CO2 levels: a benchmark for indoor air quality?
As businesses seek to make their workplaces healthier, real-time indoor air quality monitoring has shifted to the top of the priority list for many smart building software providers and system integrators.
Buildings play a crucial role in supporting our health and well-being.
That’s why monitoring indoor air quality is likely to become fundamental strategy for many businesses.
Well-insulated buildings keep us warm. But rising carbon dioxide (CO2) levels can lead to stale, stuffy air and lead to tiredness and headaches. This can affect workers’ comfort and wellbeing, as well as their productivity. Employers have a responsibility to provide a healthy working environment, so it’s perhaps not surprising that more businesses are using environmental monitoring to assess and maintain temperature and air quality.
But there’s another good reason to monitor CO2 levels – the increasing evidence that carbon dioxide levels in buildings have a strong correlation with airborne spread of infection. Essentially, this means that CO2 monitors could act as the “canary in the coalmine” to mitigate the coronavirus threat.
Keeping up with the latest regulations
But businesses are worried. A recent poll shows that only 1 in 4 businesses (27%) know how to return their staff to the office safely after Lockdown. And businesses are right to be concerned: Aside from the obvious health benefits, there are regulations employers must comply with, too.
From the Health and Safety at Work Act 1974 through to the Building Regulations 2010 for manufacturers, and the new and revised workplace exposure limits (WELs) which came into force from January 2020 – there are a raft of regulations to consider.
In addition, across the continent, European standards include guidelines developed by the WHO for indoor air quality. These give pollutant concentrate thresholds, with companies expected to develop and implement improvement plans if these levels are excelled.
And globally, WELL standards are the leading tool for advancing health and well-being in buildings globally.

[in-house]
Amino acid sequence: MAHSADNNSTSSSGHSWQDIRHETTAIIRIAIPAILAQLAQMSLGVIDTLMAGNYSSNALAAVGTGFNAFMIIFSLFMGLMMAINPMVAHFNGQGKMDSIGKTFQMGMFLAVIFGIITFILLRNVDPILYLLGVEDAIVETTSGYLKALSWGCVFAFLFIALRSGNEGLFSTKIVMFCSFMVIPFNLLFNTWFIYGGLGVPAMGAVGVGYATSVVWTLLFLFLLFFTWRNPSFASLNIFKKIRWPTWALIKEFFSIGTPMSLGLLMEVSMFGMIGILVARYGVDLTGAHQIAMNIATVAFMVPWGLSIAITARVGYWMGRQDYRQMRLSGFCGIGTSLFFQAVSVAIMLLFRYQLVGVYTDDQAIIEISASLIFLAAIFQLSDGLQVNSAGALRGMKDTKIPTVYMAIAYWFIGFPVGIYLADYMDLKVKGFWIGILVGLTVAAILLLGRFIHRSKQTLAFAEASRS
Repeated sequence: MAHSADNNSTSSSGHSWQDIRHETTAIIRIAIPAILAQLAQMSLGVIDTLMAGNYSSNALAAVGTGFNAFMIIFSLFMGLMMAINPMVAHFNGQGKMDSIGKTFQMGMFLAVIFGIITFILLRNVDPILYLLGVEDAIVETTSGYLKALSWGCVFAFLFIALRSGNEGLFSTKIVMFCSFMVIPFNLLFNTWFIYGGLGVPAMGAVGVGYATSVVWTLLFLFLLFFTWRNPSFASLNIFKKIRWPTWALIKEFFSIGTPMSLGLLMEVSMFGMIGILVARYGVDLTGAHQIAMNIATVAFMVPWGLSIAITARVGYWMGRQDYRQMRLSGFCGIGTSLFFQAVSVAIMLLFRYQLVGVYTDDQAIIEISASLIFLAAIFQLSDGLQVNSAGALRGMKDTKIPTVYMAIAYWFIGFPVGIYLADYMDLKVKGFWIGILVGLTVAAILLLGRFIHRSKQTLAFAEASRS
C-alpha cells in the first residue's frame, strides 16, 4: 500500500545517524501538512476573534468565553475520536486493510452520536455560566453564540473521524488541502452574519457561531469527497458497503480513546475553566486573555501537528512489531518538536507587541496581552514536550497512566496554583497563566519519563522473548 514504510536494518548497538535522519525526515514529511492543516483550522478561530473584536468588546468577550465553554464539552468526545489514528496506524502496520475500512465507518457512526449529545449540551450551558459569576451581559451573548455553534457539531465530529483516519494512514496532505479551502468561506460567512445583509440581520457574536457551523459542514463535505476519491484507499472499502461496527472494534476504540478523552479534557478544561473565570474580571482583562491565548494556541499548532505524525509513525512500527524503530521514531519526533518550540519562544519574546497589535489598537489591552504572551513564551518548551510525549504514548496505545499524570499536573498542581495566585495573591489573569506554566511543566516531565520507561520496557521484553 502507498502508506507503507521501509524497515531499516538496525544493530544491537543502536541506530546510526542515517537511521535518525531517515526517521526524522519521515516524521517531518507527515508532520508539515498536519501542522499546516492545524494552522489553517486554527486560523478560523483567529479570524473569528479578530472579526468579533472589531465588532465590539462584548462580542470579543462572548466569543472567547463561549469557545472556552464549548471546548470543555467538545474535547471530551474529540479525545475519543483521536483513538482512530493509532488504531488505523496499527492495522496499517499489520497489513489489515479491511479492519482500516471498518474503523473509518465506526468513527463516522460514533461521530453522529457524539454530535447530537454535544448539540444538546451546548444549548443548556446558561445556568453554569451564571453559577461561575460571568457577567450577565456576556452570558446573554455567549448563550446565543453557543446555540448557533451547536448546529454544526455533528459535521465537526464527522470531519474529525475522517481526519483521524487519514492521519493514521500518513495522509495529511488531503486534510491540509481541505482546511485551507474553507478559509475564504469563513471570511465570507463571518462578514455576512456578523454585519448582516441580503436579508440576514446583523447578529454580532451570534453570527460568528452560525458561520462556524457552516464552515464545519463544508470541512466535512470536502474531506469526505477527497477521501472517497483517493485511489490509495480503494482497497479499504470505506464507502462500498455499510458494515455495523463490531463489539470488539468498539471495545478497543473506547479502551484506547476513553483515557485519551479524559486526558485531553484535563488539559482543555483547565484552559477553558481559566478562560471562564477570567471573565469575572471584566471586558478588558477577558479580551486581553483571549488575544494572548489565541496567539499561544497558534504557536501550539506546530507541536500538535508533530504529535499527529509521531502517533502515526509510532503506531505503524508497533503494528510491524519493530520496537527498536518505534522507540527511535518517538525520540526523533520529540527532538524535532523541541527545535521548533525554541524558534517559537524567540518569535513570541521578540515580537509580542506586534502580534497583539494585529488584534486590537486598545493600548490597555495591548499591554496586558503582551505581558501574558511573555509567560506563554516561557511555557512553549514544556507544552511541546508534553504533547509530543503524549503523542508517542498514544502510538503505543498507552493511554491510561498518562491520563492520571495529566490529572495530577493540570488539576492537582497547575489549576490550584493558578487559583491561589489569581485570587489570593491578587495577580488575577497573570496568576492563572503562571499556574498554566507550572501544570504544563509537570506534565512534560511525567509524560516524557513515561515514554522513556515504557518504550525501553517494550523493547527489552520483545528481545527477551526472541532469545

In order to ensure a business is complying with these regulations, previously, indoor air quality tests were done in-person, maybe once or twice a year, with measuring equipment brought into the building. However, the desire to make buildings healthier could trigger a sea change for real-time air monitoring.
How CO2 levels can determine air quality
The established benchmark test for indoor air quality is to assess CO2 levels, as they are a good general indicator of air freshness.
Carbon dioxide is released into the air when we exhale. So CO2 concentration is determined by how many people are in a building as well as how much fresh air is being brought in. In general, the higher the concentration of CO2 in the building in comparison with outdoors, the lower the amount of fresh air exchange.
Without adequate indoor ventilation, CO2 levels naturally build up over time.
Looking at the figures: the background level of CO2 outdoors is generally believed to be in the range of 350-500 parts per million (ppm).
In a well-managed indoor space they are generally 350- 1,000ppm. Go above 1,000ppm and this is when people will start to notice the stuffy atmosphere or poor air quality.
How can sensors improve indoor air quality?
Asides from keeping spaces well ventilated to prevent the build-up of pollutants, what might bring people some peace of mind, is installing IoT sensors in office buildings and other workspaces.
Just opening a window is scratching the surface. The thickness of outer shells of a building combined with their capacity to trap pollutants internally mean that this type of occasional ventilation won’t give you the desired CO2 levels.
Good indoor air quality can only be guaranteed by using a ventilation system controlled by a CO2 sensor. Otherwise you’re simply taking a wild guess as to when you need to increase ventilation.
Air quality sensors can be used to monitor changes to air quality and detect the presence of various gases. The data from these sensors can be viewed in real-time, giving an instant view of ambient conditions in each room.
This live data can then be fed into your software solution for automated, demand-driven HVAC control.
Pressac’s multi-use CO2 sensor can also monitor temperature and humidity to give a rounded view of air quality. Our small, solar-powered sensor uses ultra-low power wireless technology, making it easy to install and very low maintenance.
It’s a common misperception that improving ventilation in a massive office building is hard and expensive. It doesn’t have to be expensive. Smart sensors are a very simple and cost-effective solution to integrate into your software or app.
Monitoring air quality on a real-time basis is the best way to get accurate data. Smart sensors feeding back data on CO2 levels, temperature, humidity and occupancy give you granular detail on your activity. This combined approach can help you operate more efficiently, more responsibly… and more productively.